The human condition can be challenging, whatever your age, gender, background, or experience. Inner Voices explores, with insight and humor, some of those debilitating personal difficulties, and the need to communicate with others (who just might understand), in three intimate musical shorts commissioned by Premieres for this season’s fifth installment of the biannual series.
Opening the trio of world-premiere musical monologues, Just One “Q” is set in a nursing home in small-town Arkansas in 1961, as Benny the orderly sings the “awful and tender” story of Bertha and Julynne, two rancorous women with an intertwined history who do battle over a game of Scrabble and come to terms with their past. Though the main points of writer Ellen Fitzhugh’s plot feel contrived (would these two longtime enemies really end up spending their time together in old age?), T. Oliver Reid, under the light-hearted direction of Brad Rouse, brings an amiable tone to Benny’s melodious narration, with a jazzy rhythm, downhome accent, amusing impersonations of the female antagonists, and engaging eye contact with the audience.
Backed by Mary Ann McSweeney on bass and Harry Hassell on reeds, Reid’s winning vocals, and Andrew Resnick’s breezy musical direction and orchestrations of Ted Shen’s appealing score, make for a delightful 35-minute performance with an unexpectedly silly ending that explains the titular “Q.”
With Margot Bordelon’s sensitive direction, Dan Collins’ penetrating characterization of obsessive-compulsive disorder and germaphobia comes to life in Nancy Anderson’s beautifully sung and acted tour-de-force performance in The Pen. Laura is a professional woman who has lost jobs and decimated her social life as a result of the psychological issues from which she suffers. As she prepares to leave for work on one particularly bad morning–after checking, double-checking, and rechecking that she has turned off all of her appliances–she is waylaid by a strange purple pen she finds in her pocketbook while searching for her keys. Her perkiness turns from humor to concern, then alarm, panic, hysteria, and pain, and back to cheerfulness, as she reveals in heartrending song the traumatic events from her past that triggered her neuroses and dysfunction.
An expressive score by Julianne Wick Davis echoes the character’s rapidly changing moods on piano and guitar, with expert musical direction by Alexander Rovang and orchestrations by Davis and musicians Tom Monkell and Dan Erben.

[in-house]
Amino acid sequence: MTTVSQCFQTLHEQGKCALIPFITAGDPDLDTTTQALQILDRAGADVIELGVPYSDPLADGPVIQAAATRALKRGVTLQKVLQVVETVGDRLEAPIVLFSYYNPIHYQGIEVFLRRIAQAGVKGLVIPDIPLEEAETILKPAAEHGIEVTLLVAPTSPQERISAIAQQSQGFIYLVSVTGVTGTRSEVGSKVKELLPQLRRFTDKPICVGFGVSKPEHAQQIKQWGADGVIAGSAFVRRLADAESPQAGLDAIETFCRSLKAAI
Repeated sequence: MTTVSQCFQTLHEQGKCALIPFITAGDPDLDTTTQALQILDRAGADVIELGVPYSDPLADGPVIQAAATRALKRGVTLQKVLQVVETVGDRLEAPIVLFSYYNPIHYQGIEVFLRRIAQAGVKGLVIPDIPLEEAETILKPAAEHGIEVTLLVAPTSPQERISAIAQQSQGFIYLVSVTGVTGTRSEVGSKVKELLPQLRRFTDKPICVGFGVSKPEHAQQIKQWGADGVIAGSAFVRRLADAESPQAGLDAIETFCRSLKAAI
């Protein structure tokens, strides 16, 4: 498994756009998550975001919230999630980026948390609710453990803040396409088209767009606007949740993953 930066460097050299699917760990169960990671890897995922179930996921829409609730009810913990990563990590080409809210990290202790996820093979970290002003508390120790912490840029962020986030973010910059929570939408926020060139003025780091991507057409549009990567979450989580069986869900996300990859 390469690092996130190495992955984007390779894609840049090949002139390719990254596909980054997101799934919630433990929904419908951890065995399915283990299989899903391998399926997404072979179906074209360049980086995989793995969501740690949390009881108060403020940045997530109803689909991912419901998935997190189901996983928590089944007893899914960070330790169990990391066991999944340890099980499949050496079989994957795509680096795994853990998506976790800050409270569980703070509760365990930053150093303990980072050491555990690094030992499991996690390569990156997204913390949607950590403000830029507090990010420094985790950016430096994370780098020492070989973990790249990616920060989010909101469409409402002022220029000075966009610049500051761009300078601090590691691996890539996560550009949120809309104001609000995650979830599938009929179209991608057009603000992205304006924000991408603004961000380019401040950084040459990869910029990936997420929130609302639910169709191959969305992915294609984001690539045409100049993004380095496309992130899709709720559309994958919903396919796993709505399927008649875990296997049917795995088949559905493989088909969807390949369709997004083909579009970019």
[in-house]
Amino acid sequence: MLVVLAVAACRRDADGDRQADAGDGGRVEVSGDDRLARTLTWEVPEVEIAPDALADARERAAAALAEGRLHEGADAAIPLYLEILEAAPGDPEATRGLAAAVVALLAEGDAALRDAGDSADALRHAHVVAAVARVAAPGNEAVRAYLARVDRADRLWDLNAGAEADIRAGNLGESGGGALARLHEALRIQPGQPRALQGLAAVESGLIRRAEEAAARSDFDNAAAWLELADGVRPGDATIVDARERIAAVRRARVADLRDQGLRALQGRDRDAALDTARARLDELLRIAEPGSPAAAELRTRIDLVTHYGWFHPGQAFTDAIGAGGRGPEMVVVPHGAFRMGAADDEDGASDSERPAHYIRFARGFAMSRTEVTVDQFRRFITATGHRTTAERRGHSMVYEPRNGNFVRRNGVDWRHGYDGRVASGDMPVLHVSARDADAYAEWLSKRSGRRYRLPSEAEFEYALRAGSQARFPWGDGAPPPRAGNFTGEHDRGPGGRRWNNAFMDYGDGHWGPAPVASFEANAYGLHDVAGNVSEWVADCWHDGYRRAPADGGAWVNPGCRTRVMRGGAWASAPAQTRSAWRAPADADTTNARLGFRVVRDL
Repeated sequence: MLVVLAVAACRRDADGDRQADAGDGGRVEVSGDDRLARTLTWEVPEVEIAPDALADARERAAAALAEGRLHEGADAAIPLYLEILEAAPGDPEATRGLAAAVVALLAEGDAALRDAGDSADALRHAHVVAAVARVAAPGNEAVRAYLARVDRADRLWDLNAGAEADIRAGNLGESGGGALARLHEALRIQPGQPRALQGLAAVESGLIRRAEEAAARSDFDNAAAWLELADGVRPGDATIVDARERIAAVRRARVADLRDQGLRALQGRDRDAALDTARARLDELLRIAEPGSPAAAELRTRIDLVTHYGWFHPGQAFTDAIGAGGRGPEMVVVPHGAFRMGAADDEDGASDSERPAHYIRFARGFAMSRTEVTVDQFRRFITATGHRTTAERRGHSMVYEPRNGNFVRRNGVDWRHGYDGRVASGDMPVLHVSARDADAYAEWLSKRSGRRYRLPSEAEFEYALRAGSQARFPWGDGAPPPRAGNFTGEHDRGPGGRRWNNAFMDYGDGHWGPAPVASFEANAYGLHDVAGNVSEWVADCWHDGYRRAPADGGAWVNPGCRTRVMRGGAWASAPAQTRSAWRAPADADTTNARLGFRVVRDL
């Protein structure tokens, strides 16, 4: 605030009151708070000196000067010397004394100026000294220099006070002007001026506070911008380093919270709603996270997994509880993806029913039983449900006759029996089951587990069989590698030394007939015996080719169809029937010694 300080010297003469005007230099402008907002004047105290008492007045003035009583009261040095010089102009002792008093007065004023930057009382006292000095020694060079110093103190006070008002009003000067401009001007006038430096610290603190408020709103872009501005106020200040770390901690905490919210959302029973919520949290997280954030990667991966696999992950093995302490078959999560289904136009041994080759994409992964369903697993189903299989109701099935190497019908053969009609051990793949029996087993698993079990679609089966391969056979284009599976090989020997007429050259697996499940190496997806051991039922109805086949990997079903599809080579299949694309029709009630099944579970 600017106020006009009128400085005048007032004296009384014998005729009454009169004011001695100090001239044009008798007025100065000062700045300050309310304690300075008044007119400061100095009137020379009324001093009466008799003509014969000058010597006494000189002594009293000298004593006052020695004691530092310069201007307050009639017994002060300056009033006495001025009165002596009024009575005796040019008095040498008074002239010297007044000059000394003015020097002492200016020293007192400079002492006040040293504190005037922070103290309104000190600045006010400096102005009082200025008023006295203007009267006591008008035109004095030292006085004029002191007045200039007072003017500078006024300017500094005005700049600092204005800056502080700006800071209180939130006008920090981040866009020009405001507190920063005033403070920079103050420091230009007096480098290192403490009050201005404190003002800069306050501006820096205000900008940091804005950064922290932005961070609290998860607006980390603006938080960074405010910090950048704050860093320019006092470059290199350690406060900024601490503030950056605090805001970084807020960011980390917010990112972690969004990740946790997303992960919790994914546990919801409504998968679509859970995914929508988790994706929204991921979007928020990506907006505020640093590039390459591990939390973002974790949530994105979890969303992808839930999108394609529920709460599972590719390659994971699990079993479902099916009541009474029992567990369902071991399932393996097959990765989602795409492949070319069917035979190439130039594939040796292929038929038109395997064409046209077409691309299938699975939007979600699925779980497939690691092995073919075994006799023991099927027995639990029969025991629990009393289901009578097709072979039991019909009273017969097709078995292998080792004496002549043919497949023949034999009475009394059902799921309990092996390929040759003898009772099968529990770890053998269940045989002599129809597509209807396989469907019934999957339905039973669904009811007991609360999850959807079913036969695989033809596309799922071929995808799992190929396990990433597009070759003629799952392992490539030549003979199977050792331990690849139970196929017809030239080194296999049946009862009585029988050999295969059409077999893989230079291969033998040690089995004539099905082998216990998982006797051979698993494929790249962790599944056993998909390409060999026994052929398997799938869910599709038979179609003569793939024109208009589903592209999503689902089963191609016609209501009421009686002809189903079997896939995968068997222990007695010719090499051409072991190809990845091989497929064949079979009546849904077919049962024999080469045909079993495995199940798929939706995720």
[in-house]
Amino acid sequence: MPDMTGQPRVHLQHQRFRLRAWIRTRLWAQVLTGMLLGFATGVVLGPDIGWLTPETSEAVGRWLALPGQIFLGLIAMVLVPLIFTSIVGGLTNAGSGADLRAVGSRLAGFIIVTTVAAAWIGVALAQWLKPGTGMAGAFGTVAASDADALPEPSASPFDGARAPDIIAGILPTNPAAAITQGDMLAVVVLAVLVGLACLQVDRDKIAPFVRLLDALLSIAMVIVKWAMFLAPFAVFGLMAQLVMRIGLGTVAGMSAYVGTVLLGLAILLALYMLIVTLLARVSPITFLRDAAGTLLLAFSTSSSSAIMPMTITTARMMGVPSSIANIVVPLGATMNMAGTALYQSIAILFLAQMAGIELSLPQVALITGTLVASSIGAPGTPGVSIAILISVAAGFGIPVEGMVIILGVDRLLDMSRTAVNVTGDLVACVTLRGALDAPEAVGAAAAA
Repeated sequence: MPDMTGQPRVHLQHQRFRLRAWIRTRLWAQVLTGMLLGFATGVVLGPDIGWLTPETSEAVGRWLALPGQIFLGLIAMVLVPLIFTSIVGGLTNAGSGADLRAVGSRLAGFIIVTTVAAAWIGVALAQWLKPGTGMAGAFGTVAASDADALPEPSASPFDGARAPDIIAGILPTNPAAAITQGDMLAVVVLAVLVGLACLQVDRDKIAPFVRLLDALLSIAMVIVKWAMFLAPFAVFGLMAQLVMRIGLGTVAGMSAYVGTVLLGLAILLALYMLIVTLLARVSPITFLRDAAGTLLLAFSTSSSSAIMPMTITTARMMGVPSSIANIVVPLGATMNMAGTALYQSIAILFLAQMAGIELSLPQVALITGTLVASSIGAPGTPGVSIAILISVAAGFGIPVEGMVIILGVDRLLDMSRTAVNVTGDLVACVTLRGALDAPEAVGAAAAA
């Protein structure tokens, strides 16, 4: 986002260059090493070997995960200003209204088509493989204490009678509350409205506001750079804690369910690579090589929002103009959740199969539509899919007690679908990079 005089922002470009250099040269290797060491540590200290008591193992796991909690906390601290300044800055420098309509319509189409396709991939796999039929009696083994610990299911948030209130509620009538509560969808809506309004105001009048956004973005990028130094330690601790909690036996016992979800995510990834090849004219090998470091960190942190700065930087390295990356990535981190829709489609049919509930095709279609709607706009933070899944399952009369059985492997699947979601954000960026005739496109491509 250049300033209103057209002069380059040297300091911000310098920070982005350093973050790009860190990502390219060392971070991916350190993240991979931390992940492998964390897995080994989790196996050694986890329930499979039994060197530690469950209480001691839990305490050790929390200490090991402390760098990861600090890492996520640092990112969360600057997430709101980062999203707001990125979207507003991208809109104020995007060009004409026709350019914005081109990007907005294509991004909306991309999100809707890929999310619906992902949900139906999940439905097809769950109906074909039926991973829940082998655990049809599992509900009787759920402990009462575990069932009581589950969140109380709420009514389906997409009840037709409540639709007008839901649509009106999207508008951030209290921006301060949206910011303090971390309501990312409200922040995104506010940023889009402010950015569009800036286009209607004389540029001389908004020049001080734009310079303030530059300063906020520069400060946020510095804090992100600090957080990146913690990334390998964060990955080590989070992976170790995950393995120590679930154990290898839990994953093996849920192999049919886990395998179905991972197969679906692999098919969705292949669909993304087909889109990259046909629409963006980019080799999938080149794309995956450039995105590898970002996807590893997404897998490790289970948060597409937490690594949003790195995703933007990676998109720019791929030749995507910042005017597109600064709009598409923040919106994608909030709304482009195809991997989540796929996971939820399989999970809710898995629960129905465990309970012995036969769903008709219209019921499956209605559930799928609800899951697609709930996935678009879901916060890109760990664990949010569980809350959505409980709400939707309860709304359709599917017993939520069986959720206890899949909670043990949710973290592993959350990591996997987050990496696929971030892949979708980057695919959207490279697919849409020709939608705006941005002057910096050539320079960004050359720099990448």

When “it just doesn’t feel right,” listen to your inner voice and do the right thing for yourself and others. That’s the heartwarming message of The Booty Call, with music and words by Michael Thurber, and words and direction by Saheem Ali. Thurber is Gabe, a single young singer/songwriter who is interrupted while recording his new album by the eponymous phone call from a female acquaintance. As he reflects on his past monogamous relationships and infrequent one-night stands, he channels his thoughts and emotions into his music, performing live on synth, percussion, and bass, singing and rapping to the rhythms he creates.
Through his artistic medium, he resolves in his mind the actions he wants to take and is at last able to speak his intentions to her. Thurber’s style is thoroughly charming and his post-modern musical compositions impressive.
Inner Voices’ pairings of writers and composers are supported by an effective design team. Reid Thompson’s sets create familiar ambiences for the situations and allow for quick and efficient changes between the segments. Costumes by M. Meriwether Snipes define the characters, with a white uniform for Benny, office attire for Laura, and casual at-home underwear for Gabe. Oliver Watson captures the flashing colored lights of Gabe’s memory of a dance club in The Booty Call, and Walter Trarbach’s sound is clear and balanced throughout the three performances.
Running Time: Approximately two hours and ten minutes, including one intermission.
This video is from the 2014 production: